In 1903 Edith added drama lessons to her education schedule in New York City. She was building on the voice lessons that were continuing under the direction of Mr. Desci; instruction that had probably begun in 1902. Edith was well versed on the piano and had long been able to sight read music with ease. It is unclear when her language lessons began but certainly by 1903 she was competent in every day expressions and music vocabulary in German. She had attended numerous concerts by French artists and many songbooks in the day were published in Italian so she had at a minimum developed some language familiarity. This chart drawn up by the Metropolitan Opera Guild in 1938 gives an excellent idea to the kind of suggested steps a vocalist might have to commit to for a possible opera career that were considered fundamental. Although the diagram was drawn up 35 years after Edith was well involved with her studies, it is the same recipe she was using in 1903.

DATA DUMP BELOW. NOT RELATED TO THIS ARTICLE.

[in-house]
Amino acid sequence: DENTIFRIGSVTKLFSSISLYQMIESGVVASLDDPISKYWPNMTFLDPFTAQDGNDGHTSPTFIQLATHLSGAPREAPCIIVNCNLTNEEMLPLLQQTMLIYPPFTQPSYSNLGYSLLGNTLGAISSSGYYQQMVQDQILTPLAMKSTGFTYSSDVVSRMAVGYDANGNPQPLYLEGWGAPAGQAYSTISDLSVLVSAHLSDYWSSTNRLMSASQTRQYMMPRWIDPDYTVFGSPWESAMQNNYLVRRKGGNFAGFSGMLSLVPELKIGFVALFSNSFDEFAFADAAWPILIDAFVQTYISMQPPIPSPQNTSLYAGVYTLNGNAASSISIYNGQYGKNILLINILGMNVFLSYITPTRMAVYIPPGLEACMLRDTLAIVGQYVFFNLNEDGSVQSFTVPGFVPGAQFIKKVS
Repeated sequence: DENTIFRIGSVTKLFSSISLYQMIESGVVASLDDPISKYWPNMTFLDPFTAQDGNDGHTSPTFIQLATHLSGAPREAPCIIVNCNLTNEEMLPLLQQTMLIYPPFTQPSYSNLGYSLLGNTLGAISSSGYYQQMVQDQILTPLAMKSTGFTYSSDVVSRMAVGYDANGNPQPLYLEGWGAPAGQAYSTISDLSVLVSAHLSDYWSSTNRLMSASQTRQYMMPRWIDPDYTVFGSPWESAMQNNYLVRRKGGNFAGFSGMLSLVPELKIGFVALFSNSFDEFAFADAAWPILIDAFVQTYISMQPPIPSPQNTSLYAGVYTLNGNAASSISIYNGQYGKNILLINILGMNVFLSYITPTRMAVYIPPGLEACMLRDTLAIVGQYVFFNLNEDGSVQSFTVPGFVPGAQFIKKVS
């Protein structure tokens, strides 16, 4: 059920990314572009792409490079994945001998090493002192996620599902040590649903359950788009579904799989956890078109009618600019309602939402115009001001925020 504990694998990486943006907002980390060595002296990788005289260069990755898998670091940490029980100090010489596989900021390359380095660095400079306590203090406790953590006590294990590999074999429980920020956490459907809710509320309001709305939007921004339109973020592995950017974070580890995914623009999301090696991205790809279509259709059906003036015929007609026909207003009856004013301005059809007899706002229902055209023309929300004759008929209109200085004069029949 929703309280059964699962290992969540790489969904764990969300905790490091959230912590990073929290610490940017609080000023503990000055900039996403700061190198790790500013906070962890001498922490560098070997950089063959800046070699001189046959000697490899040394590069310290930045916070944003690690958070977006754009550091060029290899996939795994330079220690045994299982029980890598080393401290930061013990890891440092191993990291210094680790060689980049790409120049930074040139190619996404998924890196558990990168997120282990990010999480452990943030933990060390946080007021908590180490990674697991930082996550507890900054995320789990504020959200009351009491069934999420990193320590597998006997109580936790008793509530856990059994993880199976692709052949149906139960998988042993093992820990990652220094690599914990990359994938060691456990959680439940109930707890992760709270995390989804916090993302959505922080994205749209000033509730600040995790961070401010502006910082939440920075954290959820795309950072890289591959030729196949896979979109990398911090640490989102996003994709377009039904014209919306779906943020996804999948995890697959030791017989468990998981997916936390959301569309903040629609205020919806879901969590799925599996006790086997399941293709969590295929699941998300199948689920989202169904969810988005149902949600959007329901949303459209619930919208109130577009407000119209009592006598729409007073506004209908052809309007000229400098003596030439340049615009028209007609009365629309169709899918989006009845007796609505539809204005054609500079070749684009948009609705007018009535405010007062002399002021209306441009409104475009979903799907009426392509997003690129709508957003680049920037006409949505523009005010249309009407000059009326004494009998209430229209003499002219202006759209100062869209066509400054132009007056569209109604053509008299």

She writes home to Vermont, eager to provide her parents with positive news, about an at-home performance she was invited to give and shares “Sunday I went to Brooklyn as I expected and had a very pleasant time. They are such nice people so simple and honest and have such a nice comfortable home. They enjoyed my being there very much. Mr. Thimes showed me all about his and his mother’s businesses – his Florist and his mother’s Confectionery. Met his brother and wife who live in the next house. Which he and his unmarried sister live with the Father and Mother. Had a delicious supper you know I like German cooking and then I gave them a regular concert. Miss Thimes had a friend there, a very nice young German woman. I wish you have heard their exclamations of praise and delight in their expressive German terms. They couldn’t get over talking about my grosse Stimme (big voice) and how it rolled out and what a beautiful quality – and how easily I sing and everything was more beautiful than the one before. Miss Thimes said that it made her hair stand up. They were most extravagant in their praise and meant it too. They go to hear good music so it isn’t as though they never heard anything. I was in very good voice and sang very well. They were very enthusiastic over my playing also. They, Mr. Thimes and his sister, belong to a Singing Society (like the big choruses) which gives big Concerts and has fine Soloists and they are going to introduce me to the director and get me in there. They may be able to do a good deal for me. They gave me some beautiful flowers to bring home.”